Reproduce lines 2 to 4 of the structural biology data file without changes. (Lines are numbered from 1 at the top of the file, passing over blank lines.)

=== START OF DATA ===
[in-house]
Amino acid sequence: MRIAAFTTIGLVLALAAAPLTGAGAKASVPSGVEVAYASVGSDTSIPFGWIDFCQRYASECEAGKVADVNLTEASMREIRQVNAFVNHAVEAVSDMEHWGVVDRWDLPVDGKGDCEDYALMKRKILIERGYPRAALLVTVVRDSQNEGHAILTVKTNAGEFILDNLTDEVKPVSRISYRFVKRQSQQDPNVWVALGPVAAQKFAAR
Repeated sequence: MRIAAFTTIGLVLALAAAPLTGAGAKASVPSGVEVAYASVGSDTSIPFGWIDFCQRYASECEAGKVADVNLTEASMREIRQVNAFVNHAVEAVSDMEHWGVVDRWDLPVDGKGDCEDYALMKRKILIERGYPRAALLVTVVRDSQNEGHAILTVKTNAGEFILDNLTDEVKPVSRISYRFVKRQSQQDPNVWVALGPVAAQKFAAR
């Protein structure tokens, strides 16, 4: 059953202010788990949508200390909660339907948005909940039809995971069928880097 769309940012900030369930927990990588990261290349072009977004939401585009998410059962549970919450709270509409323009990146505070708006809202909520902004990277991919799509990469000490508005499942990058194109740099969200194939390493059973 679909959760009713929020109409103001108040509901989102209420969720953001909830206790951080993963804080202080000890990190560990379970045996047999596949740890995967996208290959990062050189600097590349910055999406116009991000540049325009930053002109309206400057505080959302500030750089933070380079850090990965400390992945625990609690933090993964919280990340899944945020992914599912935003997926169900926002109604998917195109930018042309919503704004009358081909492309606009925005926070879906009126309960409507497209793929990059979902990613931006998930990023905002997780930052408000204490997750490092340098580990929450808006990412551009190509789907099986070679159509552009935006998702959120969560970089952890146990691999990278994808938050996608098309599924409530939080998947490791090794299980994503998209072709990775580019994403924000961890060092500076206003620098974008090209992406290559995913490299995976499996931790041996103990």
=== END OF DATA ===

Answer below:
Amino acid sequence: MRIAAFTTIGLVLALAAAPLTGAGAKASVPSGVEVAYASVGSDTSIPFGWIDFCQRYASECEAGKVADVNLTEASMREIRQVNAFVNHAVEAVSDMEHWGVVDRWDLPVDGKGDCEDYALMKRKILIERGYPRAALLVTVVRDSQNEGHAILTVKTNAGEFILDNLTDEVKPVSRISYRFVKRQSQQDPNVWVALGPVAAQKFAAR
Repeated sequence: MRIAAFTTIGLVLALAAAPLTGAGAKASVPSGVEVAYASVGSDTSIPFGWIDFCQRYASECEAGKVADVNLTEASMREIRQVNAFVNHAVEAVSDMEHWGVVDRWDLPVDGKGDCEDYALMKRKILIERGYPRAALLVTVVRDSQNEGHAILTVKTNAGEFILDNLTDEVKPVSRISYRFVKRQSQQDPNVWVALGPVAAQKFAAR
């Protein structure tokens, strides 16, 4: 059953202010788990949508200390909660339907948005909940039809995971069928880097 769309940012900030369930927990990588990261290349072009977004939401585009998410059962549970919450709270509409323009990146505070708006809202909520902004990277991919799509990469000490508005499942990058194109740099969200194939390493059973 679909959760009713929020109409103001108040509901989102209420969720953001909830206790951080993963804080202080000890990190560990379970045996047999596949740890995967996208290959990062050189600097590349910055999406116009991000540049325009930053002109309206400057505080959302500030750089933070380079850090990965400390992945625990609690933090993964919280990340899944945020992914599912935003997926169900926002109604998917195109930018042309919503704004009358081909492309606009925005926070879906009126309960409507497209793929990059979902990613931006998930990023905002997780930052408000204490997750490092340098580990929450808006990412551009190509789907099986070679159509552009935006998702959120969560970089952890146990691999990278994808938050996608098309599924409530939080998947490791090794299980994503998209072709990775580019994403924000961890060092500076206003620098974008090209992406290559995913490299995976499996931790041996103990």